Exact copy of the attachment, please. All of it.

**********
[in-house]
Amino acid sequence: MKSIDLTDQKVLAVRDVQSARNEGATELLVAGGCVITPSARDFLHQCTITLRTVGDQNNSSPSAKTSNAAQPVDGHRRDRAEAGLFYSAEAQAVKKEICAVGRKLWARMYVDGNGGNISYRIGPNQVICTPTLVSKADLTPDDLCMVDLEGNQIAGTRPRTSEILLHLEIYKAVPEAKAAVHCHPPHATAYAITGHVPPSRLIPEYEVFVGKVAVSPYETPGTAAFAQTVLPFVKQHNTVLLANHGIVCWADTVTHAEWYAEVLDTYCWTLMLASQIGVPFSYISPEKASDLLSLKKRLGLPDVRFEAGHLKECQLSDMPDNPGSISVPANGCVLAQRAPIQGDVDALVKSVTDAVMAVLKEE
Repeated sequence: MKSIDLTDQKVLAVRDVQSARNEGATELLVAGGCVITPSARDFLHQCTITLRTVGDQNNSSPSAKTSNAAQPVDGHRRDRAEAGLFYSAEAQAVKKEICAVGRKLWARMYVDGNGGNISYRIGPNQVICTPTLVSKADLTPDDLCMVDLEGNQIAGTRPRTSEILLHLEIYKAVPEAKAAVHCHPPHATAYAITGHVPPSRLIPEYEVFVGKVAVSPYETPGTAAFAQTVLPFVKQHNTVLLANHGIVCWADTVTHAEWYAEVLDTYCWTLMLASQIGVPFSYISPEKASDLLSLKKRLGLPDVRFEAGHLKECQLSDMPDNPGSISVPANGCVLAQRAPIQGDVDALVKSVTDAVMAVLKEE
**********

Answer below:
[in-house]
Amino acid sequence: MKSIDLTDQKVLAVRDVQSARNEGATELLVAGGCVITPSARDFLHQCTITLRTVGDQNNSSPSAKTSNAAQPVDGHRRDRAEAGLFYSAEAQAVKKEICAVGRKLWARMYVDGNGGNISYRIGPNQVICTPTLVSKADLTPDDLCMVDLEGNQIAGTRPRTSEILLHLEIYKAVPEAKAAVHCHPPHATAYAITGHVPPSRLIPEYEVFVGKVAVSPYETPGTAAFAQTVLPFVKQHNTVLLANHGIVCWADTVTHAEWYAEVLDTYCWTLMLASQIGVPFSYISPEKASDLLSLKKRLGLPDVRFEAGHLKECQLSDMPDNPGSISVPANGCVLAQRAPIQGDVDALVKSVTDAVMAVLKEE
Repeated sequence: MKSIDLTDQKVLAVRDVQSARNEGATELLVAGGCVITPSARDFLHQCTITLRTVGDQNNSSPSAKTSNAAQPVDGHRRDRAEAGLFYSAEAQAVKKEICAVGRKLWARMYVDGNGGNISYRIGPNQVICTPTLVSKADLTPDDLCMVDLEGNQIAGTRPRTSEILLHLEIYKAVPEAKAAVHCHPPHATAYAITGHVPPSRLIPEYEVFVGKVAVSPYETPGTAAFAQTVLPFVKQHNTVLLANHGIVCWADTVTHAEWYAEVLDTYCWTLMLASQIGVPFSYISPEKASDLLSLKKRLGLPDVRFEAGHLKECQLSDMPDNPGSISVPANGCVLAQRAPIQGDVDALVKSVTDAVMAVLKEE